$227M Approved for Bypass Roads in Yehudah and Shomron

Then-Education Minister Naftali Bennett with Shomron regional council head Yossi Dagan at a protest tent set up outside Prime Minister Binyamin Netanyahu’s residence in Yerushalayim, in 2017, demanding that funds be transferred for basic security needs in the communities as well as for bypass roads in Yehudah and Shomron. (Yonatan Sindel/Flash90)

The final vote for the allocation of funds for construction of major highway projects in Yehudah and Shomron was passed Monday, with the support of rightwing parties – and of Yisrael Beytenu, which voted with the Likud and the rightwing bloc. The Knesset Finance Committee on Monday approved NIS 800 million ($227 million) for the completion of the Hawara bypass road in the Gush Etzion area, the Luban bypass road in western Shomron, and other projects, among them the improvement of cellular infrastructure in the region.

The projects were prompted after a major protest hunger strike by community leaders and families of victims of terror attacks in Yehudah and Shomron several years ago. The protests came to a head after the murder of Israeli police officer Baruch Mizrachi, Hy””d, who was killed in a terror attack on Erev Pesach 2014 in a shooting attack in the Har Chevron area as he was driving with his wife and children to a Pesach Seder, and many of the protests were spearheaded by his widow Hadas Mizrachi.

“You can’t drive to Kiryat Arba without getting attacked with rocks or firebombs,” she said at a 2017 protest outside the prime minister’s office. “Why do residents of Yehudah and Shomron have to suffer like this? I am here to demand that the government allocate funds to repair roads, and to increase cellular coverage so we can call for assistance when it is needed.” Had there been better cellphone coverage, Mizrachi added, it’s possible that she could have called for help more quickly and perhaps even saved her husband’s life. In response, Netanyahu promised NIS 800 million for projects that include several bypass roads, allowing Israeli drivers in Yehudah and Shomron to avoid passing through Arab villages, where traffic is slow and they are exposed to possible terror attacks.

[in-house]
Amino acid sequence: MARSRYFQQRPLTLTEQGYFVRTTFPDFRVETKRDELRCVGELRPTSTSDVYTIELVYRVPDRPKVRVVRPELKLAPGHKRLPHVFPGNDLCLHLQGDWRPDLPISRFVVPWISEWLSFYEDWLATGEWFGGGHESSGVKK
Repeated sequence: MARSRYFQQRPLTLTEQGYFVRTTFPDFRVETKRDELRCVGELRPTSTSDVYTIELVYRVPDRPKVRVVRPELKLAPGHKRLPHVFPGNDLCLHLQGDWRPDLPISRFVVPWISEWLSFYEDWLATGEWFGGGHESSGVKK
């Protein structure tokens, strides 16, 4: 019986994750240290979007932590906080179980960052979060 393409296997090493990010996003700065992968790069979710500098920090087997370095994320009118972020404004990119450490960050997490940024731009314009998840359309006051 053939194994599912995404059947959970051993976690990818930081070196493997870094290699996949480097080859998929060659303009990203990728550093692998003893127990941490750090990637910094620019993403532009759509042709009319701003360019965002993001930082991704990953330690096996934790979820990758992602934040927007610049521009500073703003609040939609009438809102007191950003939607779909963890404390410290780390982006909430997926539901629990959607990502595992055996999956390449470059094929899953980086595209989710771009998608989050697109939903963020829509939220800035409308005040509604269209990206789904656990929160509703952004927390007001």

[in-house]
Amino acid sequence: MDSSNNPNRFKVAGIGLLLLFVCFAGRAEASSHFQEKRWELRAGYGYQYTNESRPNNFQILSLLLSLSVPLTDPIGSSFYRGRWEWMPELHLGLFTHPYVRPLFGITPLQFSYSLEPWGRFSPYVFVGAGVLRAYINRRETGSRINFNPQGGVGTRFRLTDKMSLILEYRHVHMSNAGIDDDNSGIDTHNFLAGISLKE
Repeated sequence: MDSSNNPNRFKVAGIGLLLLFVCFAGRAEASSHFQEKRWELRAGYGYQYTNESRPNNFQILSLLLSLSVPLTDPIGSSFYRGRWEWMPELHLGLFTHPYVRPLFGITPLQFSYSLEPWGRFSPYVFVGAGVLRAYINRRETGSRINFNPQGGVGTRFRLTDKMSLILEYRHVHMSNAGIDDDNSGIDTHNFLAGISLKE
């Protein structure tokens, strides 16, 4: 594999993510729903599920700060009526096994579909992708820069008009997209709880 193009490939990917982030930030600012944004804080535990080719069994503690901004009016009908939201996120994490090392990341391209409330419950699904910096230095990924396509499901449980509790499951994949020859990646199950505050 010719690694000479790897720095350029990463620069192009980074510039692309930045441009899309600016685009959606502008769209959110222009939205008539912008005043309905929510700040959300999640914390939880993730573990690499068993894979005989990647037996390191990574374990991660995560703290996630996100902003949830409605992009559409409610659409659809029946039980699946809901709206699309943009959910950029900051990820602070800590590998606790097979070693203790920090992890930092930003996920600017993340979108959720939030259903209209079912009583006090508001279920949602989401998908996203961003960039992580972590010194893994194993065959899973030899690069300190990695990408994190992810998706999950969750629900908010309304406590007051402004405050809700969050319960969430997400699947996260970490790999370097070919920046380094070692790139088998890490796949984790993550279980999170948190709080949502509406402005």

Looking back on the struggle, Shomron Council head Yossi Dagan said that it was “embarrassing that families of terror victims and local leaders had to go on a hunger strike for this to happen. The budget for this was already approved two years ago, and there was no reason for its delay other than politics and anti-Jewish sentiments. These roads will serve both Jews and Arabs and increase safety and security for all. The discrimination against Jewish residents of Yehudah and Shomron, turning them into second-class citizens, must stop. The approval of this allocation today will do much to accomplish that.”